"It appears that deer in Pennsylvania's Northern Tier are less related to those in Maryland and in southern Pennsylvania," Walter said. "That may well have implications for how CWD spreads."

Walter and Miller are slated to travel to Edinburgh, Scotland, in late May to attend an international conference focused on prions and diseases the mysterious proteins cause. At the conference, Miller will present findings of his research focusing on genetic susceptibility of some deer in Pennsylvania to chronic wasting disease.

Detected in captive and free-ranging deer and elk in 23 states and two Canadian provinces, CWD was found last year in reindeer in Norway, Walter pointed out. "The Europeans are eager to learn what we know about the disease, based on our experience in North America," he said. "But despite all that we are learning about the disease, there is much we still don't know."

In the case of the outbreak in Pennsylvania's wild deer, that includes how the disease infected free-ranging deer in Pennsylvania. Among the possible sources, two include captive deer and wild deer moving from Maryland. Although researchers have seen evidence that deer may carry the disease over the border with Maryland, the Pennsylvania counties of Blair and Bedford, where CWD originally was found in 2012, also had the highest inventories of captive cervids in Pennsylvania.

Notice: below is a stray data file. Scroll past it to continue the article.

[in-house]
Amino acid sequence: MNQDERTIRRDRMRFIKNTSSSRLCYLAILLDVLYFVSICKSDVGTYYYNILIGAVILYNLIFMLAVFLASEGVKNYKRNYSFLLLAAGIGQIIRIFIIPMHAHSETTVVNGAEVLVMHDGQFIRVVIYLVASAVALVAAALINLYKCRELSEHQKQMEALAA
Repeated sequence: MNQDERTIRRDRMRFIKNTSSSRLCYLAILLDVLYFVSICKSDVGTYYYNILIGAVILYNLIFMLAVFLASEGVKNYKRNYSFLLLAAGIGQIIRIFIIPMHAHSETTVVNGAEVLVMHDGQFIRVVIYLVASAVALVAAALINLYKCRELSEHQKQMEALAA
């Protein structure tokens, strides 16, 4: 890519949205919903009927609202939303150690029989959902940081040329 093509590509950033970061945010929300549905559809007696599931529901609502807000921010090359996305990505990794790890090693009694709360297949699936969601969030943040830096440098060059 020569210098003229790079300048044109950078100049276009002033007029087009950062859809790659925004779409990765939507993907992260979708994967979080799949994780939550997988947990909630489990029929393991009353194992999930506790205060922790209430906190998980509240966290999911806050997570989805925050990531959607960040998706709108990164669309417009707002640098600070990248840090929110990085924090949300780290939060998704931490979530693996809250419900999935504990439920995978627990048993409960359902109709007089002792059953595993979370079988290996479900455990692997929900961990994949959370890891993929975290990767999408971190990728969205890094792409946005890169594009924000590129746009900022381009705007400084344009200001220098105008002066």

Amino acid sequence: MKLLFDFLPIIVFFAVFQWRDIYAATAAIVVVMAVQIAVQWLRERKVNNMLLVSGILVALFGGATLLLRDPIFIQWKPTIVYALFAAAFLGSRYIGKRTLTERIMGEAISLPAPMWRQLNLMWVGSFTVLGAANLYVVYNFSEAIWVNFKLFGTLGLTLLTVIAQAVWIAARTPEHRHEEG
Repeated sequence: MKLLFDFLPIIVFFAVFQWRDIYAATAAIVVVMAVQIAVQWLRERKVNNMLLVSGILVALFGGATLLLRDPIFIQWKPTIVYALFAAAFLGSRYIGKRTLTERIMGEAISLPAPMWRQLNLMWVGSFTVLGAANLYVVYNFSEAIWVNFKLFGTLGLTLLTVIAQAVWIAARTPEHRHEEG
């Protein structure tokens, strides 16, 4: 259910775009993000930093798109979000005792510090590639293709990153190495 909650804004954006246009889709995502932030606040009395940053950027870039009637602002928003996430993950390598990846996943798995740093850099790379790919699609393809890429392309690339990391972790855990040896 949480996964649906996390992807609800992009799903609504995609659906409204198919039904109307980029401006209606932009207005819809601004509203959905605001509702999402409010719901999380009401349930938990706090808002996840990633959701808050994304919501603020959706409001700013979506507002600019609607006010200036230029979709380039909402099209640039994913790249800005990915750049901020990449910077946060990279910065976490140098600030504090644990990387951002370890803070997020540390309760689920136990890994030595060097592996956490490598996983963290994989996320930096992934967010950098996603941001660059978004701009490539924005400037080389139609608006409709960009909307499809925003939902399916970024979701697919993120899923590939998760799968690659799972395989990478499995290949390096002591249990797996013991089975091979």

The location of the original outbreak, which was more than 40 miles from the Maryland border, makes it difficult to confirm the actual source of infection.

"In southern Fulton and Bedford counties, we have seen more CWD-positive deer along the border," Walter said. "We have seen over time that it is likely the disease is moving into this area from the West Virginia-Maryland outbreak."

The Game Commission tests both hunter-killed deer and animals killed on highways in parts of the state for CWD to assess the dimensions of the outbreak, Walter noted. The dual approach addresses sampling bias built into testing hunter harvests.

Because hunters are restricted by antler regulations from killing young male deer, and they mostly pass on taking young females and button bucks, some reached the mistaken conclusion that the disease primarily infects older deer. But road kills show that is not the case, Walter explained.

"It is a chronic disease, so it takes a while for the animal to succumb, but there is a fallacy out there that young deer can't get it — but they do, and we are detecting it now. Wisconsin has found CWD in fawns," he said.

"Most of the road kills with CWD are yearling males and females. We don't see that in hunter harvests, so our data from across the country has been skewed. Collecting and testing road kills has been a great investment of resources, and it has proved to be very valuable in finding this disease in areas we wouldn't find it otherwise."

Chronic wasting disease is not established in Pennsylvania yet, the way it is in Wisconsin and West Virginia, Walter believes, and he would like to see the Game Commission and state Department of Agriculture take steps, such as targeted culling of deer in CWD hotspots, to keep it at bay.

By Jeff Mulhollem
May 23, 2017